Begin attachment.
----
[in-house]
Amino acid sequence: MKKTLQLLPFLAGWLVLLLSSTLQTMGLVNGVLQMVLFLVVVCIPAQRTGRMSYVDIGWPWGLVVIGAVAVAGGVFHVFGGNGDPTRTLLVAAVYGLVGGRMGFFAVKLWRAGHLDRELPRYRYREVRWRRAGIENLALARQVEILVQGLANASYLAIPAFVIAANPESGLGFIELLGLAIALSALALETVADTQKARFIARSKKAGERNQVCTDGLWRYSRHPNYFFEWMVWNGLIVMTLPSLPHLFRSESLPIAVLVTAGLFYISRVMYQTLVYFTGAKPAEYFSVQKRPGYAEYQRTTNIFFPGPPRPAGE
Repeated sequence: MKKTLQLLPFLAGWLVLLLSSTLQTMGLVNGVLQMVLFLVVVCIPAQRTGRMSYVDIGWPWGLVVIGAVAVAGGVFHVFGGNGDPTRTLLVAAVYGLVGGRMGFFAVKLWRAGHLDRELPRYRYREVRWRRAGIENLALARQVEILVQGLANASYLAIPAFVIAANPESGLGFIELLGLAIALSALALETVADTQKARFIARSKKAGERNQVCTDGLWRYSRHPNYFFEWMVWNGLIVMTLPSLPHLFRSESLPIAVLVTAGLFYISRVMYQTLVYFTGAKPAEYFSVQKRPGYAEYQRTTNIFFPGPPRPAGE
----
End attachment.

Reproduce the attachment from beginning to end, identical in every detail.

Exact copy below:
[in-house]
Amino acid sequence: MKKTLQLLPFLAGWLVLLLSSTLQTMGLVNGVLQMVLFLVVVCIPAQRTGRMSYVDIGWPWGLVVIGAVAVAGGVFHVFGGNGDPTRTLLVAAVYGLVGGRMGFFAVKLWRAGHLDRELPRYRYREVRWRRAGIENLALARQVEILVQGLANASYLAIPAFVIAANPESGLGFIELLGLAIALSALALETVADTQKARFIARSKKAGERNQVCTDGLWRYSRHPNYFFEWMVWNGLIVMTLPSLPHLFRSESLPIAVLVTAGLFYISRVMYQTLVYFTGAKPAEYFSVQKRPGYAEYQRTTNIFFPGPPRPAGE
Repeated sequence: MKKTLQLLPFLAGWLVLLLSSTLQTMGLVNGVLQMVLFLVVVCIPAQRTGRMSYVDIGWPWGLVVIGAVAVAGGVFHVFGGNGDPTRTLLVAAVYGLVGGRMGFFAVKLWRAGHLDRELPRYRYREVRWRRAGIENLALARQVEILVQGLANASYLAIPAFVIAANPESGLGFIELLGLAIALSALALETVADTQKARFIARSKKAGERNQVCTDGLWRYSRHPNYFFEWMVWNGLIVMTLPSLPHLFRSESLPIAVLVTAGLFYISRVMYQTLVYFTGAKPAEYFSVQKRPGYAEYQRTTNIFFPGPPRPAGE